Not much was been said of the camera system on the new Note10 series phones at launch, and some might be unimpressed by the numbers given that most of the recent phones are running with Sony’s 48-megapixel sensor. However, great images aren’t determined just by resolution alone, so let’s take a look at some pictures!
In case you weren't paying attention earlier, here's the camera system found on the Note10 and Note10+:
The Galaxy Note10+ gets an extra VGA DepthVision Camera for AR and 3D applications.
It would appear the only difference in camera systems between the Note10 and the Note10+ is the depth camera, which is used mainly for Augmented Reality (AR) applications. Comparing the images side-by-side, it’s almost impossible to tell which came from which camera.
Looking at the studio shot, both cameras delivered good corner-to-corner sharpness, and you can see there’s a good amount of detail in the shot. There’s still a good amount of skin texture captured in the old man’s face, which is impressive indeed.
Taking a look of this next set of images gives an idea of the amount of detail the camera can capture. There isn’t enough resolution to properly render the individual leaves on the trees, but you can clearly make out the moon and stars on several of the Singapore flags in the image.
Now, let’s look at the telephoto end. The Note10 camera's default zoom only gives you 2x telephoto but you can drag this all the way to 10x, just like many of the other phones out there. We don't recommend this though, as that's a full digital zoom. Instead, 5.0x hybrid zoom seems to be a good compromise between reach and quality. At this point, you still get a decently clean image without too many artefacts.
Now, let's finish off with some night shots. The Galaxy Note10 phones also have a dedicated Night Mode, but this doesn't exactly give you an indication as to when the camera is capturing, so you'll just have to hold still until you see a yellow line complete its run around the shutter button. Still, the results are much better than what you get with the regular photo mode. You won't get more meaningful detail back, but the overall exposure is tweaked to get a more pleasing image - at least from the perspective of sharing photos on social media.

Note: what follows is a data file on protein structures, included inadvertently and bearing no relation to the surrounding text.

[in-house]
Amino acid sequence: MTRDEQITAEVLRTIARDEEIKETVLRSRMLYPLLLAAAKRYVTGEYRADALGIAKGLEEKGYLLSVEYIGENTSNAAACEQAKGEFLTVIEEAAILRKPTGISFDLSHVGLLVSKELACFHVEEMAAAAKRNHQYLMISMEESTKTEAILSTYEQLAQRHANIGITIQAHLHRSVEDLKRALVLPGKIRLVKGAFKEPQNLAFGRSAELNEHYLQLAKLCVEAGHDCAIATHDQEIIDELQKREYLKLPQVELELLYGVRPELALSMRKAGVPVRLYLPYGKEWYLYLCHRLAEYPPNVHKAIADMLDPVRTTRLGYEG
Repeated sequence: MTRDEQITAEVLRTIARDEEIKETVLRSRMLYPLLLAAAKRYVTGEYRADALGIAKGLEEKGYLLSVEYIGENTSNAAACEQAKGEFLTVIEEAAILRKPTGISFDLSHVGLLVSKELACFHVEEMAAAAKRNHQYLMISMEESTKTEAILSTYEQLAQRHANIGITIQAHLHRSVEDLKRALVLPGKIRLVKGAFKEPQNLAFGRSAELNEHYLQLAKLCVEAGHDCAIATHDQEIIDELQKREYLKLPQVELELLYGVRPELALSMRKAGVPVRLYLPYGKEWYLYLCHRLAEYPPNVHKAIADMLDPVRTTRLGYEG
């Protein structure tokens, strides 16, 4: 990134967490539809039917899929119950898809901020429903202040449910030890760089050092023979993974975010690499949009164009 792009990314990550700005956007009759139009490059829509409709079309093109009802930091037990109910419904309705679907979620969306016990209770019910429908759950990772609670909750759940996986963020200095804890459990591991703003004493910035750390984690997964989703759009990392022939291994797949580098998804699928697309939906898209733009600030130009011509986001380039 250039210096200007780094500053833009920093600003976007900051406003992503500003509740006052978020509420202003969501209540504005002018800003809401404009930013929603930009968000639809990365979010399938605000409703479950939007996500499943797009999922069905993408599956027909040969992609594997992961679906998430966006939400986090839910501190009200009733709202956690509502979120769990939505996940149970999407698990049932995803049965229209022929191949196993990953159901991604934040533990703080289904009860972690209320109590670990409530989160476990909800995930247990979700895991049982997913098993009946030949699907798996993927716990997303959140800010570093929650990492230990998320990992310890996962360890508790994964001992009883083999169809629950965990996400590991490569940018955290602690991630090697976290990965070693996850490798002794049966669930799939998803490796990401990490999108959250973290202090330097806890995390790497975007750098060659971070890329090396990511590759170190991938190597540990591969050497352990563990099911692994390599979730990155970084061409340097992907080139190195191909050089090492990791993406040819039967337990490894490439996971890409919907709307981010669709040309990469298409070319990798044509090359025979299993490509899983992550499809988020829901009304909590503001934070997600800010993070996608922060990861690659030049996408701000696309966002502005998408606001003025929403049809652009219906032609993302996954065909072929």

Finally, let's take a look at the selfie camera. We tested this both indoors and out, and were quite impressed by how the Note10s were able to intelligently balance exposure with a backlit situation. There's pretty good detail with the indoor shot, though it seems a base level of software retouching is applied even if you set it to zero.
All in, we'd say the camera system is good, and is perfectly capable for most needs. It may not dethrone Google's Pixel or the Huawei P30 Pro, but as seen from our assessment, it doesn't necessarily have to as the Samsung Galaxy Note10 series offers much more than just imaging prowess.
Video capture gains quite an upgrade with the Galaxy Note10 series, with a slew of features that many will find helpful. For starters, you can now do simple edits of your video recordings right from your phone, like cuts to video and add transitions. The S Pen can also be used here, so it’s easier for you to find just the right moment you want to trim.
The way it works, is you adjust start and end sliders to make a cut, then save that portion as a new clip to import later. There‘s a selection of video filters you can add, as well as the option to type text, draw, adjust play speed, and add a soundtrack from an online library. Those songs are designated as free for non-commercial use only, which is perfectly fine for personal projects.
During capture, Live focus video adds simulated bokeh to your videos you can adjust via slider, making it easier for you keep focus on your main subject. And as you can see in the video above, the Zoom-In Mic amplifies the audio in the frame while diminishing the background noise.
In our tests, we found that you should ideally be at most five metres from your subject for this feature to be useful. And while the audio in frame was definitely amplified, wind noise entering the phone was amplified too. The other problem is that the audio zoom can’t happen independently from camera zoom, so you’ll have to find a balance between better audio and too tight a crop.
Even screen recordings get an upgrade. With Screen Recorder, you can now add picture-in-picture video of yourself using the front camera, so you can literally talk your audience through what you’re doing in real-time. Just tap on the icon with the person in the circle to toggle the picture-in-picture on and off.
Samsung says there’s also a partnership with Adobe so that you can get Adobe Rush from the Samsung store on the Note10 at a discounted price. Which means you’re basically set for quick video edits directly from your Note10 or Note10+.